Broadcom buys Brocade for $5.9bn, may regret ditching Ruckus and IP

  • Broadcom will become storage area networking leader with premium-priced deal
  • Will offload IP switches and routers, and nascent wireless platforms including Ruckus
  • Is this the chance Juniper needs to bolster its MNO offering against Cisco?

Broadcom is appearing on the M&A lists again, thanks to its $5.9bn acquisition of Brocade, a manufacturer of networking equipment and storage infrastructure. The move is a definite expansion for Broadcom, but the new company will be shedding WiFi service provider Ruckus Wireless, which Brocade acquired earlier this year for $1.2bn.

As well as Ruckus, Broadcom (itself recently acquired for $37bn by Avago, which then took the US company’s name) will also look to offload data center switching, routing, and software offerings – es-sentially its whole IP networking business. This leaves Broadcom with the core fiber Storage Area Networks (SAN) components, which does not look as lucrative as that IP networking division but is core to Broadcom.

Broadcom looks beyond chips to systems:

Broadcom has four reportable segments in wired infrastructure, wireless communications, enterprise storage and industrial, and the bulk of its storage chip business comes from Avago’s acquisi-tion of LSI in 2014 for $6.6bn. Fiber SAN currently accounts for about half of Brocade revenues, but the IP Networking division was on track to eclipse it.

The deal indicates a move by Broadcom to expand beyond chips into the more profitable areas of boards, systems and services, as it takes on a systems business for the first time.

The value of that strategy is reflected in the fact that Broadcom paid a 47% market premium to secure Brocade – based on the price last week before the rumors of acquisitions began swirling. Broadcom CEO Hock Tan argued that “with deep expertise in mis-sion-critical storage networking, Brocade increases our ability to address the evolving needs of our OEM customers. In addition, we are confident that we will find a great home for Brocade’s valuable IP networking business that will best position that business for its next phase of growth.”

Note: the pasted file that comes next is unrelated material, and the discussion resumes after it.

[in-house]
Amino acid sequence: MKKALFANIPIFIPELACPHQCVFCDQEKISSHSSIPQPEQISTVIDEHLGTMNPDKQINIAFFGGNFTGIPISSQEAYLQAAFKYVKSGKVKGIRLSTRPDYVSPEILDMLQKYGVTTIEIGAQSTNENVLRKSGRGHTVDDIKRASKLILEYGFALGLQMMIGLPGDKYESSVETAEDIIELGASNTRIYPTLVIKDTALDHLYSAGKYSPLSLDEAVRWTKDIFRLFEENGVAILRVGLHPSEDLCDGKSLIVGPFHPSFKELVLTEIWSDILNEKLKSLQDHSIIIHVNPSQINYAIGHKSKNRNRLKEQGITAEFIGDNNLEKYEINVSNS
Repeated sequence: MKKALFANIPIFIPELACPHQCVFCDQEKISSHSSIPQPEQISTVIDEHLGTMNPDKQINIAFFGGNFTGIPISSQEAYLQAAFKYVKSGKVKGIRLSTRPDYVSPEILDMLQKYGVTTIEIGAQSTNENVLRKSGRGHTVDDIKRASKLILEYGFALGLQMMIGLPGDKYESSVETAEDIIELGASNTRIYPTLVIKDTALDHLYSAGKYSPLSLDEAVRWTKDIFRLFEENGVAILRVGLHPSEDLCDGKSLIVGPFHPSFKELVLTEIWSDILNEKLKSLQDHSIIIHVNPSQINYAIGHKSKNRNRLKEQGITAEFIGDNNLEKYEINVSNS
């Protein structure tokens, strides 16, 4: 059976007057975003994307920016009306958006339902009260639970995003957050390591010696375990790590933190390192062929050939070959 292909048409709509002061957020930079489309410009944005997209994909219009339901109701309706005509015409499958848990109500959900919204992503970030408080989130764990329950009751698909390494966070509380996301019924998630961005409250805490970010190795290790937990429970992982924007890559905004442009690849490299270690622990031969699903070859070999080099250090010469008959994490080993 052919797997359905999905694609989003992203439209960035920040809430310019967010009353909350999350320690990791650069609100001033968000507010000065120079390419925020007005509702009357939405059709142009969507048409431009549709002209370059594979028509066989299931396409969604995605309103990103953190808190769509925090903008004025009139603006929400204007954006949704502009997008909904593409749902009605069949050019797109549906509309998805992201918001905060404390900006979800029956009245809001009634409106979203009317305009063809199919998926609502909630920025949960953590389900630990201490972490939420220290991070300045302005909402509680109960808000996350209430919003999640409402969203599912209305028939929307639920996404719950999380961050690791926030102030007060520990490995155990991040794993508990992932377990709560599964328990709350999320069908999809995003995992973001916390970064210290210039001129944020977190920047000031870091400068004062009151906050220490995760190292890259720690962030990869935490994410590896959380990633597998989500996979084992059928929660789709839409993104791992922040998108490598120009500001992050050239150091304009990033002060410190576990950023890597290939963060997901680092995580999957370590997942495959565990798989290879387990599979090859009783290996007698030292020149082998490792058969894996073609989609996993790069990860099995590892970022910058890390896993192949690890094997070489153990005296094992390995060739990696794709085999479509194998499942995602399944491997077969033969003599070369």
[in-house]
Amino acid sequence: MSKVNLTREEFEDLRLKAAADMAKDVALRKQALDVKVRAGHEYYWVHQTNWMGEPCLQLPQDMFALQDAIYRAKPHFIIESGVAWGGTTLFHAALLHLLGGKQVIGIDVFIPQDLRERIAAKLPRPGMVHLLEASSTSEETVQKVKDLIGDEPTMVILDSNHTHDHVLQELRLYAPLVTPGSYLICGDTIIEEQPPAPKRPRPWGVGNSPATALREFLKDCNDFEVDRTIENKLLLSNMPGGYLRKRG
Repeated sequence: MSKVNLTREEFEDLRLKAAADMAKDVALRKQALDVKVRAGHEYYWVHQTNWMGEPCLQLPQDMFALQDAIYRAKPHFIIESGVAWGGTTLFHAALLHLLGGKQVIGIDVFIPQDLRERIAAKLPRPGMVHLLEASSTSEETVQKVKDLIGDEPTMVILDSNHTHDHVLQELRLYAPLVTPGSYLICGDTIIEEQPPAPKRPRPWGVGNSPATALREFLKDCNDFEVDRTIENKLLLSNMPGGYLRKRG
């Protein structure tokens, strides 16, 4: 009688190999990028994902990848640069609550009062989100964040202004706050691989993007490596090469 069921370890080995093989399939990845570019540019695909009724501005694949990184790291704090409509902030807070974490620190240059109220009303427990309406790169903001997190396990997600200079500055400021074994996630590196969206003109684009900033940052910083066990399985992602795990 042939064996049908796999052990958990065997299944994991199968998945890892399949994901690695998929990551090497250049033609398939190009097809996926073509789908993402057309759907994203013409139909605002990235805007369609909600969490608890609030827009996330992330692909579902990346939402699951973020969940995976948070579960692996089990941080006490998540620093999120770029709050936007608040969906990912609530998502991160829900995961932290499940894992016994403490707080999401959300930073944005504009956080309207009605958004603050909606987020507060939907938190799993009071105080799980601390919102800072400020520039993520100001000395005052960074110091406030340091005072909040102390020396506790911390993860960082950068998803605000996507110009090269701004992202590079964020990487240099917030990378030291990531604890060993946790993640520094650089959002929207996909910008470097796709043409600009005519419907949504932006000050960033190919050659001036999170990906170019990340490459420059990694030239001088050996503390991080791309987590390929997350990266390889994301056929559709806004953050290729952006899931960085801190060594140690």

This is typical behaviour by Avago/Broadcom, which has often made acquisitions and then sold on the parts which did not fit with its corporate vision. Notably, Broadcom offloaded its low power wireless assets (the IoT-focused WICED division) to Cy-press for $550m, not long after the Avago buyout. Another exam-ple was Avago’s acquisition of LSI, and the prompt sale of much of its portfolio to Seagate and Intel.

Perhaps the Brocade IP products – and the strong play Brocade was making in HetNet wireless with its Ruckus and virtualized packet core platforms – were too far from the core strategy, even if Fiber SAN itself seems quite a stretch for this increasingly di-versified chip company. Broadcom’s NetLogic Microsystems es-tablished it in chips used in switches, routers, and wireless base stations, embedding it into a business which supplied companies like Alcatel-Lucent, Cisco, Ericsson, Huawei, Juniper and Nokia to name but a few.

This is an abstract of the original  article from the wireless watch service. Learn More

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Caroline has been analyzing and reporting in the hi-tech industries since 1986 and has a huge wealth of experience of technology trends and how they impact on business models. She started her career as a journalist, specializing in enterprise and carrier networks and in silicon technologies. She spent much of her journalistic career at VNU Business Publishing, then Europe’s largest producer of technology publications and information services . She was publishing director for the launch of VNU’s pan-European online content services, and then European editorial director. She then made the move from publishing into technology market analysis and consulting, and in 2002 co-founded Rethink Technology Research with Peter White. Rethink specializes in trends and business models for wireless, converged and quad play operators round the world and the technologies that support them. Caroline’s role is to head up the wireless side of the business, leading the creation of research, newsletters and consulting services focused on mobile platforms and operator models. In this role, she has become a highly recognized authority on 4G systems such as LTE and WiMAX, and a prolific speaker at industry events. Consulting and research clients come from major mobile operators, the wireless supply chain and financial institutions.


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